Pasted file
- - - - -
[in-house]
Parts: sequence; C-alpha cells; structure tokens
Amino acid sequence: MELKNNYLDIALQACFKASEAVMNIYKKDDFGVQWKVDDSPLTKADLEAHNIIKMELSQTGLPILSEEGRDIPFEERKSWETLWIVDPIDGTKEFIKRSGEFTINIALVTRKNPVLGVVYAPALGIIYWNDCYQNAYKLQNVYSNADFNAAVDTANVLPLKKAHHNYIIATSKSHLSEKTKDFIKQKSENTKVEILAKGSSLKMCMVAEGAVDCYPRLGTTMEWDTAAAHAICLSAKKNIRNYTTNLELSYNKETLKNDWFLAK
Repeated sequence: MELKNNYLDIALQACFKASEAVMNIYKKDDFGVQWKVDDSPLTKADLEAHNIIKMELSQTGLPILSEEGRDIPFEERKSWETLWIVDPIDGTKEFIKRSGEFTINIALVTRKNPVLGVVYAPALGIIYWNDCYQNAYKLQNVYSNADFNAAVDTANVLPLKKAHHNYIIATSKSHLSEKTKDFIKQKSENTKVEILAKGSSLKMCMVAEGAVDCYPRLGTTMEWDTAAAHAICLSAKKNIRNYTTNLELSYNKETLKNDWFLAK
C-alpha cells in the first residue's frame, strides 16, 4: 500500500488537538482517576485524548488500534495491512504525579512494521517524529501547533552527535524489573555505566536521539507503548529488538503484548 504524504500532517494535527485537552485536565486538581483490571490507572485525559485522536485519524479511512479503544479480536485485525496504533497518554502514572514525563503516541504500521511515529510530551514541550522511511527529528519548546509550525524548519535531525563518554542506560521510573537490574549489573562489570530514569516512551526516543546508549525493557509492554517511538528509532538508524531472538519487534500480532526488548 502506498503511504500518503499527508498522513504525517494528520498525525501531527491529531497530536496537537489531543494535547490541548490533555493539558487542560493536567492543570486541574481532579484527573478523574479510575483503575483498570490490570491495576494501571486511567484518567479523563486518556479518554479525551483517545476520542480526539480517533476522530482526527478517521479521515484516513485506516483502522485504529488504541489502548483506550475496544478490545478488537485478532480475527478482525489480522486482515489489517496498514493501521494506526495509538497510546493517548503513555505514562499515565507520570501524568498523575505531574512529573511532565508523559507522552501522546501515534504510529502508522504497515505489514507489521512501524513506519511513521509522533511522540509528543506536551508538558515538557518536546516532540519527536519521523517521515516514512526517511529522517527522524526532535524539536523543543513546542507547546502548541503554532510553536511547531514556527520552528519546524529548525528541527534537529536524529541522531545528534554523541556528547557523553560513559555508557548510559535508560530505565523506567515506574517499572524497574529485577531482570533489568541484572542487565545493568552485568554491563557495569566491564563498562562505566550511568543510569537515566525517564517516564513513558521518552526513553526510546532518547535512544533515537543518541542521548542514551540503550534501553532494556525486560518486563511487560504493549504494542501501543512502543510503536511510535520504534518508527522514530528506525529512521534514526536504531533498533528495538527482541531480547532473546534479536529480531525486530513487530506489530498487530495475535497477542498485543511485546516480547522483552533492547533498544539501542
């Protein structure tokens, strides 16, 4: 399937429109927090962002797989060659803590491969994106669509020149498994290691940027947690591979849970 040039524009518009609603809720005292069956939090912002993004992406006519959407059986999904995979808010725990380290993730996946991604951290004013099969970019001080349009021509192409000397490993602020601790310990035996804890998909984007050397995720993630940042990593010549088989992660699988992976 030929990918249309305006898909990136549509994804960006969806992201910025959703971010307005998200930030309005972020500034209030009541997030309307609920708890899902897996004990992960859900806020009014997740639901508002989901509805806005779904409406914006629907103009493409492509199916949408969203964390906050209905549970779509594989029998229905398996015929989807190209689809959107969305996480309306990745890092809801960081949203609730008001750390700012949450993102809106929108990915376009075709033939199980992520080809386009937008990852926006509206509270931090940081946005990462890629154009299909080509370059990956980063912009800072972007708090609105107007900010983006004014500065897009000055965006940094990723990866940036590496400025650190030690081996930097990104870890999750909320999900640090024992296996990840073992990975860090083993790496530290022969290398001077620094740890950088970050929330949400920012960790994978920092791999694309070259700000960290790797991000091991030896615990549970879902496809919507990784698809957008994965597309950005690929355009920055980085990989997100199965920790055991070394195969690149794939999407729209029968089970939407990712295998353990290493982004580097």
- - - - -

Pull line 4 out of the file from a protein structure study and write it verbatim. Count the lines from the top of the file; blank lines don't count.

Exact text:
Repeated sequence: MELKNNYLDIALQACFKASEAVMNIYKKDDFGVQWKVDDSPLTKADLEAHNIIKMELSQTGLPILSEEGRDIPFEERKSWETLWIVDPIDGTKEFIKRSGEFTINIALVTRKNPVLGVVYAPALGIIYWNDCYQNAYKLQNVYSNADFNAAVDTANVLPLKKAHHNYIIATSKSHLSEKTKDFIKQKSENTKVEILAKGSSLKMCMVAEGAVDCYPRLGTTMEWDTAAAHAICLSAKKNIRNYTTNLELSYNKETLKNDWFLAK